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The training managers survey results

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5th Oct 2010
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Following the last TrainingZone Live event, with the help of Reed Learning, TrainingZone undertook a rigorous survey of the training landscape.

The idea was to find out exactly what trainers thought about the industry, how the land really lay, and where the areas were that people would like to see the improvement. Here are the main findings of a series of interviews with 200 training managers...

Almost half of training managers have found their main challenge over the past 12 months to be a lack of budget

While not exactly a surprise, considering the mangle that the global economy has been through in the last couple of years, it makes it no less problematic whether or not it is expected. The fact is that a company's training budget is often one of the first things to get cut when the purse strings tighten and all departments are asked to expand the skillset of the existing staff (recruitment freeze, of course) on no money, it's to the training industry's credit that there are so many positive people out there championing new technologies and techniques.

Most see developing an understanding of a company's exact needs and culture to be most important in an external provider

This comes back to the issue of alignment again. It's paramount for freelance trainers to treat their clients' projects on a case-by-case basis, so that they can really understand the needs of the companies they're working for. It's not just about working for companies, it's about working within companies, and with that immersion will come alignment and understanding.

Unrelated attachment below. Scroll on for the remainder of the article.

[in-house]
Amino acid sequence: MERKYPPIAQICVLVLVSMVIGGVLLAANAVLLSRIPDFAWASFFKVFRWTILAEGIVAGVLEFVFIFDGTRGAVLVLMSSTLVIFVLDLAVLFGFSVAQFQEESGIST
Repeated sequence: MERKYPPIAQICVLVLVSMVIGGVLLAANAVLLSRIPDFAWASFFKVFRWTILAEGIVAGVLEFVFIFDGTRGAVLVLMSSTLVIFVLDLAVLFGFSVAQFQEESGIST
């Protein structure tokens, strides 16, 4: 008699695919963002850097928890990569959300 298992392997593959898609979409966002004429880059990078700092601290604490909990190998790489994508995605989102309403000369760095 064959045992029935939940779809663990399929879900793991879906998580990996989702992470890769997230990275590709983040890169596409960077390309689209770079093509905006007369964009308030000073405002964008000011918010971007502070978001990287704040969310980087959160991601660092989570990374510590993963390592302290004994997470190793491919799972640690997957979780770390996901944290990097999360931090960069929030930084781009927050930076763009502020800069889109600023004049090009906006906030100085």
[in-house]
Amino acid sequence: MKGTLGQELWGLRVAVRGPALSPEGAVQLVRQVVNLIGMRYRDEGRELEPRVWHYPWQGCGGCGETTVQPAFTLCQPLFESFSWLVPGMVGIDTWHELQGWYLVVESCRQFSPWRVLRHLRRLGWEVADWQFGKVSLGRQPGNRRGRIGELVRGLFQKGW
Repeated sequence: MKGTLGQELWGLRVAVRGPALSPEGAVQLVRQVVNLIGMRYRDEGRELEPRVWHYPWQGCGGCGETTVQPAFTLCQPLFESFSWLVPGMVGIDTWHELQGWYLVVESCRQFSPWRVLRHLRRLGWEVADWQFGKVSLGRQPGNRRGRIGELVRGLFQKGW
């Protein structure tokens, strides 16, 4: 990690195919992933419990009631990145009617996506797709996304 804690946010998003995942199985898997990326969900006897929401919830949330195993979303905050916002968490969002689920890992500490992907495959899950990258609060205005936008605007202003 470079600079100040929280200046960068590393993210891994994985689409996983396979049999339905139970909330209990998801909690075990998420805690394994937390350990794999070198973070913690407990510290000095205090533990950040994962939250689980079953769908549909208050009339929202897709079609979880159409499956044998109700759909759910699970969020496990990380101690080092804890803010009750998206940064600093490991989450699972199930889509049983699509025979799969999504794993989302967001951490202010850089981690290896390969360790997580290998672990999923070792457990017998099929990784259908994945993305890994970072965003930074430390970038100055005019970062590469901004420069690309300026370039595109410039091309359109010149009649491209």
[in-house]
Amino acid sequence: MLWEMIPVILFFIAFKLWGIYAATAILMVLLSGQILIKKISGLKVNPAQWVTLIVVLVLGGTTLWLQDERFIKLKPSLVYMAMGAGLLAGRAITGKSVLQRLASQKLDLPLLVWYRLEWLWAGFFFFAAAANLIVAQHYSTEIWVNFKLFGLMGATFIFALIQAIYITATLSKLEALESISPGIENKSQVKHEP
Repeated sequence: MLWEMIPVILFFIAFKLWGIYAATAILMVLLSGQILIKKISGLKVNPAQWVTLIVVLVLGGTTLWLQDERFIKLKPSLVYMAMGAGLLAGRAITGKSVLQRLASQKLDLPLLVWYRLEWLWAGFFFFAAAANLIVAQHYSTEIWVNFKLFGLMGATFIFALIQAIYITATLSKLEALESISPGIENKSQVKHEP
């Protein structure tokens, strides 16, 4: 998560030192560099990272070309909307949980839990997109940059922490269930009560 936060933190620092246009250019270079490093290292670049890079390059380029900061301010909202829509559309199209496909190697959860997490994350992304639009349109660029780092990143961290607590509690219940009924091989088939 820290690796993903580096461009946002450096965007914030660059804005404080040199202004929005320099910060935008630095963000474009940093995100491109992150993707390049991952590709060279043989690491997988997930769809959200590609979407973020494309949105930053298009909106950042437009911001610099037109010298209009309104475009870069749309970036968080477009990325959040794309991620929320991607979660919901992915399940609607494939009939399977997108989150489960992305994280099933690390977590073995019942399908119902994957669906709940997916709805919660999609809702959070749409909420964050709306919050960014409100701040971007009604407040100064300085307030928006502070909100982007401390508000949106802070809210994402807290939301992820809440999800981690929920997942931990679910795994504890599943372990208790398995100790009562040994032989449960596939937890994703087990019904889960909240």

35% choose an external provider based on past experience above all else

If you are an independent trainer, get experience. Your availability, stature and profile will increase exponentially the more you work and the more experience you get. Join the TrainingZone discussion groups. Attend networking events. Make yourself visible and available. On the flipside, the implication of this statistic is that 65% are also prepared to use relatively untried and untested trainers, provided your enthusiasm and belief is there.

 

Nearly 2/3 want employees to come back from training feeling inspired and motivated

Involve your employees. Make them want to learn. Don't teach at them, let them explore, and the reward will be obvious to see. There are a million different ways, methods, media and, most crucially, approaches to those media to make your training engaging and inspiring, so use all the resources you can (appropriate for your clients' age/demographic/company, of course).

16% will be focussing on in-house training over the next 12 months

So, 84% won't be. However big or small the company, they want the right trainer for the right course, and seeing as the vast majority won't be using in-house training, it seems like a pretty good time for freelance trainers.


37% feel that lack of time is the main thing that stops people from attending training

Again, there is the issue of the (lack of) importance of training. Lack of time may genuinely be an issue, but this may be down to the fact that training managers know that their service is still seen as a low priority within many organisations. Raising awareness of the benefits of training and training's profile could be key to making time for the training itself.

34% think that independent / freelance trainers offer the best value training service

Considering the split between freelance:corporate/training managers, this statistic says little about an actual preference for either. the most important thing is that the business picks the right trainer for the right trainees, freelance or otherwise.

  

Reed Learning is one of the UK's largest providers of training and development for businesses

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